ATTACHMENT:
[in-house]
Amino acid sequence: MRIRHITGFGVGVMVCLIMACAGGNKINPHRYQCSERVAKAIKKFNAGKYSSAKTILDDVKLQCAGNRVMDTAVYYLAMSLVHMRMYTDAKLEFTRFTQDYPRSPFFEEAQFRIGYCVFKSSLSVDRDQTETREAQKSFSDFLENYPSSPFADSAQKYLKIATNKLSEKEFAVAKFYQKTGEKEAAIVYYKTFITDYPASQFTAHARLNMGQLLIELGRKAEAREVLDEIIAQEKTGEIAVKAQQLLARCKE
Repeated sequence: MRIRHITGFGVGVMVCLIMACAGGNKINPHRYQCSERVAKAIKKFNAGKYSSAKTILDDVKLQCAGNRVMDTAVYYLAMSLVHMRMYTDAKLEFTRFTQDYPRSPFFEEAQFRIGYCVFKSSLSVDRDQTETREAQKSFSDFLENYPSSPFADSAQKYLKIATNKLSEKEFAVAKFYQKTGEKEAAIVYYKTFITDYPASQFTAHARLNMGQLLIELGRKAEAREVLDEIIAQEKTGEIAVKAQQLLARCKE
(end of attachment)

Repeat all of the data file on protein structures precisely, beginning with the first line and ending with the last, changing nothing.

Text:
[in-house]
Amino acid sequence: MRIRHITGFGVGVMVCLIMACAGGNKINPHRYQCSERVAKAIKKFNAGKYSSAKTILDDVKLQCAGNRVMDTAVYYLAMSLVHMRMYTDAKLEFTRFTQDYPRSPFFEEAQFRIGYCVFKSSLSVDRDQTETREAQKSFSDFLENYPSSPFADSAQKYLKIATNKLSEKEFAVAKFYQKTGEKEAAIVYYKTFITDYPASQFTAHARLNMGQLLIELGRKAEAREVLDEIIAQEKTGEIAVKAQQLLARCKE
Repeated sequence: MRIRHITGFGVGVMVCLIMACAGGNKINPHRYQCSERVAKAIKKFNAGKYSSAKTILDDVKLQCAGNRVMDTAVYYLAMSLVHMRMYTDAKLEFTRFTQDYPRSPFFEEAQFRIGYCVFKSSLSVDRDQTETREAQKSFSDFLENYPSSPFADSAQKYLKIATNKLSEKEFAVAKFYQKTGEKEAAIVYYKTFITDYPASQFTAHARLNMGQLLIELGRKAEAREVLDEIIAQEKTGEIAVKAQQLLARCKE